Advancing Through Autism #2: Communication


The classic symptom of ASD is communication problems. I have said before that there are different forms of, and severities of, ASD. Therefore, it would be improper to for me to talk about ASD without repeatedly stating that ‘this isn’t the case for ALL autistic people’. While communication problems are no exception to this rule, it is a problem shared by all strains of the condition.

When I went to therapy, which I talked about in my Early years part one post, one of the therapy classes I attended was speech therapy. I was a little delayed when it came to talking and communicating. I frequently mispronounced words, and I still do. The words I remember mispronouncing a lot were ‘digital’ and ‘information’. After the speech therapy though, I was alright. Well, I was mostly alright. I still have trouble pronouncing the number ‘3’. Oh well, problems are the sauce of life.

Being autistic though, it does go beyond the pronunciation of words, but it also means that stringing sentences or words, and that can cause a lot of problems. One of my more recent ones is getting the name of a film wrong when I and my Dad were talking about movies. I was referring to the film Rush when I actually said Speed, a completely different film. You can see why I said Speed though, both words have similar connotations. But I and my dad devolved into an argument about how I get things wrong. Don’t get me wrong, I did get it wrong, but I only got the word confused. But with that, I apparently had an expression on my face that drew ire from my Dad.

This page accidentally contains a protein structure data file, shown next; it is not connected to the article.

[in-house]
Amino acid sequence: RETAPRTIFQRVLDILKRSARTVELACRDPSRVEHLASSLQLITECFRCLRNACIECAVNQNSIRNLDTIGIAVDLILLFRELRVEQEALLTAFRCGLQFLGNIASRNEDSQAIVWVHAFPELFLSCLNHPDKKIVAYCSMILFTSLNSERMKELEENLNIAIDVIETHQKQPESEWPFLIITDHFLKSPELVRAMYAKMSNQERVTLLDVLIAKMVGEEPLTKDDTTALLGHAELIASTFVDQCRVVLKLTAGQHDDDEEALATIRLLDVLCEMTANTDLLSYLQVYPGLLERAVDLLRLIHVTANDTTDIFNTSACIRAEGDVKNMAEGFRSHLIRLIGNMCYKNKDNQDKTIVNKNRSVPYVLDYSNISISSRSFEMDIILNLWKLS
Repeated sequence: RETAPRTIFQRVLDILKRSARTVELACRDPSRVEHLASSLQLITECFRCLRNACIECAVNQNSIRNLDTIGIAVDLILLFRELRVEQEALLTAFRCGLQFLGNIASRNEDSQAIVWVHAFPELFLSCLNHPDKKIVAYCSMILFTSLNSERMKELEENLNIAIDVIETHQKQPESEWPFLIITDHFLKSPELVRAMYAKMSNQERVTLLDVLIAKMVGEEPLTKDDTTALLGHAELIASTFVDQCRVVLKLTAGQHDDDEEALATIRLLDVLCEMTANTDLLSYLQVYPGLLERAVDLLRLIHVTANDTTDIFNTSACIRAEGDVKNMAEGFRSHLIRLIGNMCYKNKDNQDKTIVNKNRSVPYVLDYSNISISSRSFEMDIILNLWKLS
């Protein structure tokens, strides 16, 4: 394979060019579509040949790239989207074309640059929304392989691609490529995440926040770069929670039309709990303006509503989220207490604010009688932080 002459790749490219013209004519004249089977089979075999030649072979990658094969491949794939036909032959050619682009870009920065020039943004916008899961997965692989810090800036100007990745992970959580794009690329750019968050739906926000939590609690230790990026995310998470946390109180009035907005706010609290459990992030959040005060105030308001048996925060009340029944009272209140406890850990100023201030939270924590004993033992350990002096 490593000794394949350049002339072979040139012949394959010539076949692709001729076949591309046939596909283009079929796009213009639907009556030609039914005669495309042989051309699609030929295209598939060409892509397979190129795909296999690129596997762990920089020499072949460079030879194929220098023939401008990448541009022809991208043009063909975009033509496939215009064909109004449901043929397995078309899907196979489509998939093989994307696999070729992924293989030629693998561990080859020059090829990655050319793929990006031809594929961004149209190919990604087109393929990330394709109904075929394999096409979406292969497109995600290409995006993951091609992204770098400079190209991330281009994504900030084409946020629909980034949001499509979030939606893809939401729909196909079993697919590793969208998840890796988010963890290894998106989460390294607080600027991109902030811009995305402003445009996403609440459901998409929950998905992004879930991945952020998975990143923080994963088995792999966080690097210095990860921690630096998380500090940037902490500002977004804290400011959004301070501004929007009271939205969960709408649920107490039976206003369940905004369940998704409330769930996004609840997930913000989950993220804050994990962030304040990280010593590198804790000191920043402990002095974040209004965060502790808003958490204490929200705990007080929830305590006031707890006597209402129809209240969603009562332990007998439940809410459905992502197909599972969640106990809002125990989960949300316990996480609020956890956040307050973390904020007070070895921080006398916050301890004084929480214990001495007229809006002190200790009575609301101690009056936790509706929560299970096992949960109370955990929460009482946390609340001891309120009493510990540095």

Words are half of the communication problem, but how your face emotes, that is another thing. Your face says a lot, whether you want to talk, whether you’re happy, or you’re sad, or you’d like to be left alone. I have problems emoting my face, and that causes trouble. Some people seem to think I look like I look down on them, and that causes a lot of trouble. And I’ll be honest, when I think people say stuff I believe is stupid, then I look down on that. I also find jumping to conclusions quite stupid. I am a logical person, and how I see the world, I try to correlate data so that it makes sense to me, and when people jump to conclusions, it angers me. And when I make a mistake, and people assume the wrong thing, that annoys me. That makes me mad.

All the people I know have a slightly harder time communicating with me because I am on a different wavelength, and I obviously cannot help it, and that does make me sad. And with that, I end this slightly negative post here. Communication for Autistic people, no matter how developed or well spoken you are, is always going to be an uphill battle. I am 19, in University, and I still have a lot of trouble with it. But I get through. If you have trouble communicating; speak slowly, think about what you are saying, and say it. As for emoting, keep your face neutral. Well, try to.






About the author


Since 2012, Benjamin Attwood has written for the If you Ask Ben blog.

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